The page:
Computers have opened up areas of map projection research which were previously too complicated to utilize, for example, using a least-squares fit to a very large number of points. One application has been in the efficient transfer of data between maps on different projections. While the transfer of moderate amounts of data is satisfactorily accomplished using the analytical map projection formulas, polynomials are more efficient for massive transfers. Suitable coefficients for the polynomials may be determined more easily for general cases using least squares instead of Taylor series. A second area of research is in the determination of a map projection fitting an unlabeled map, so that accurate data transfer can take place. The computer can test one projection after another, and include iteration where required. A third area is in the use of least squares to fit a map projection with optimum parameters to the region being mapped, so that distortion is minimized. This can be accomplished for standard conformal, equalarea, or other types of projections. Even less distortion can result if complex transformations of conformal projections are utilized. This bulletin describes several recent applications of these principles, as well as historical usage and background.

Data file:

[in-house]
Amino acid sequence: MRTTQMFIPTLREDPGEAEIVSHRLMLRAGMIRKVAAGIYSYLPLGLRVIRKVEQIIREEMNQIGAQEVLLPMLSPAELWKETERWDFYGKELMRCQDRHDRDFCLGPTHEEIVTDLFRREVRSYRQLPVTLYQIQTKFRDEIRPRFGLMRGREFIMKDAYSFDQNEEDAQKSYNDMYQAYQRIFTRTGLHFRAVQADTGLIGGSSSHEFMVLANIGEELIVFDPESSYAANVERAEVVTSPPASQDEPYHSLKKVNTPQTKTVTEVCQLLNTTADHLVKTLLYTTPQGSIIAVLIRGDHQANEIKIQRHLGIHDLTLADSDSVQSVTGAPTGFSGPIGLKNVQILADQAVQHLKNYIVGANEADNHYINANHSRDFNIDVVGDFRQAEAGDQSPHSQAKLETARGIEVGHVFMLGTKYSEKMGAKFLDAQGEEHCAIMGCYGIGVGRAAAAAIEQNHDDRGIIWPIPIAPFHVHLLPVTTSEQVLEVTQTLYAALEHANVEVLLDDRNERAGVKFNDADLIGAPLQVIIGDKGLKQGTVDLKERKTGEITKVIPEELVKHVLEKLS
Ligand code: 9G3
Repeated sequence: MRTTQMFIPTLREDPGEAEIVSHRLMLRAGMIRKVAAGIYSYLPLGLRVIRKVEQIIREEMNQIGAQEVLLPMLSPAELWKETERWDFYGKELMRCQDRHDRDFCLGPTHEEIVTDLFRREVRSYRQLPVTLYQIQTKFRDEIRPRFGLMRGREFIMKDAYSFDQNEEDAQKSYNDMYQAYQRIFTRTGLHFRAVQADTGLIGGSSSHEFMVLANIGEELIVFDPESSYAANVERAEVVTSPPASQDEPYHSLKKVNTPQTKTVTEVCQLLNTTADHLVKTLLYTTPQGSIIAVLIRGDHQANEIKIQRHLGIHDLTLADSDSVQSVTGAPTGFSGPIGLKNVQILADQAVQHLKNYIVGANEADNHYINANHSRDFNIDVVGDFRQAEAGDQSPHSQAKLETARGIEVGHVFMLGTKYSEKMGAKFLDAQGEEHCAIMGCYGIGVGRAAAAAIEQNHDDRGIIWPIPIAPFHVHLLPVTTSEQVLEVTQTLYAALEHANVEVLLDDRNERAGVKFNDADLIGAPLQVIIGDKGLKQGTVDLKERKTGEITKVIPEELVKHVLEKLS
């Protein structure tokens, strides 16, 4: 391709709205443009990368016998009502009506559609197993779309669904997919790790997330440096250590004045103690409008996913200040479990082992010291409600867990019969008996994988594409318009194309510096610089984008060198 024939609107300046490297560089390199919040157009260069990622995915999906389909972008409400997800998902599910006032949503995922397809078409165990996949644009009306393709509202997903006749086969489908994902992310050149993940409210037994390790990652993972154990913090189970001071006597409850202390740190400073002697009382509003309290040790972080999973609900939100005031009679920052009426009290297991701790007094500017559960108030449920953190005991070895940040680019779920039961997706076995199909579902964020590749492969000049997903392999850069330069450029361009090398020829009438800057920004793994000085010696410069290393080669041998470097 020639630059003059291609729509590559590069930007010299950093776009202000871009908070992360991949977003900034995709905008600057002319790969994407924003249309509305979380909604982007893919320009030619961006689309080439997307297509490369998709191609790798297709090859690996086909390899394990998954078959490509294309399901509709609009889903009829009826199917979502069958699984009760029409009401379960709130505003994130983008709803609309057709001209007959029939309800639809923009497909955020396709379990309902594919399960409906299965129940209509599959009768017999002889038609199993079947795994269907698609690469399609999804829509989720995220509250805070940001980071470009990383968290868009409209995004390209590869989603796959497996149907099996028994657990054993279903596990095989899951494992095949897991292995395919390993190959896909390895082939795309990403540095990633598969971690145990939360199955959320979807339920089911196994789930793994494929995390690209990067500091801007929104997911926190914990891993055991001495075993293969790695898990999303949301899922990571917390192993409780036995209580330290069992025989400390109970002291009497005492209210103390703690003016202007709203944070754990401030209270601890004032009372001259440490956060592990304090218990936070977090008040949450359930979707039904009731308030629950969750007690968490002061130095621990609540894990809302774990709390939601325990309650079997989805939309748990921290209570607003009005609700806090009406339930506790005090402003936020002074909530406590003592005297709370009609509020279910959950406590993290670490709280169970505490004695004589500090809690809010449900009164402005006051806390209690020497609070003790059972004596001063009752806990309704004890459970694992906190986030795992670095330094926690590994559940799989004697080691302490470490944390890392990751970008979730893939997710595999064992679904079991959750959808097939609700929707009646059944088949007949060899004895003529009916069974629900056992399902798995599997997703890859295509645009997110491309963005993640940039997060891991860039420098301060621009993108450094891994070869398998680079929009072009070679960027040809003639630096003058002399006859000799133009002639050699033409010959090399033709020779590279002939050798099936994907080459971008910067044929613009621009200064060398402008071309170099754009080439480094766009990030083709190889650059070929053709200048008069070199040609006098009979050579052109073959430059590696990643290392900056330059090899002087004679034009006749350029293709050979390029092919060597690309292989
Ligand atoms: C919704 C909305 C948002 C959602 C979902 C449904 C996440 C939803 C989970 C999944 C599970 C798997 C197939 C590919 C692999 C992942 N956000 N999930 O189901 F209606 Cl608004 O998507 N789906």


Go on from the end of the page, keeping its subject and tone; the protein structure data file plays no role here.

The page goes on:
|Publication Subtype||USGS Numbered Series|
|Title||Computer-assisted map projection research|
|Publisher||U.S. Government Printing Office|
|Description||Report: x, 157 p.; 4 microfiche sheets|
|Google Analytic Metrics||Metrics page|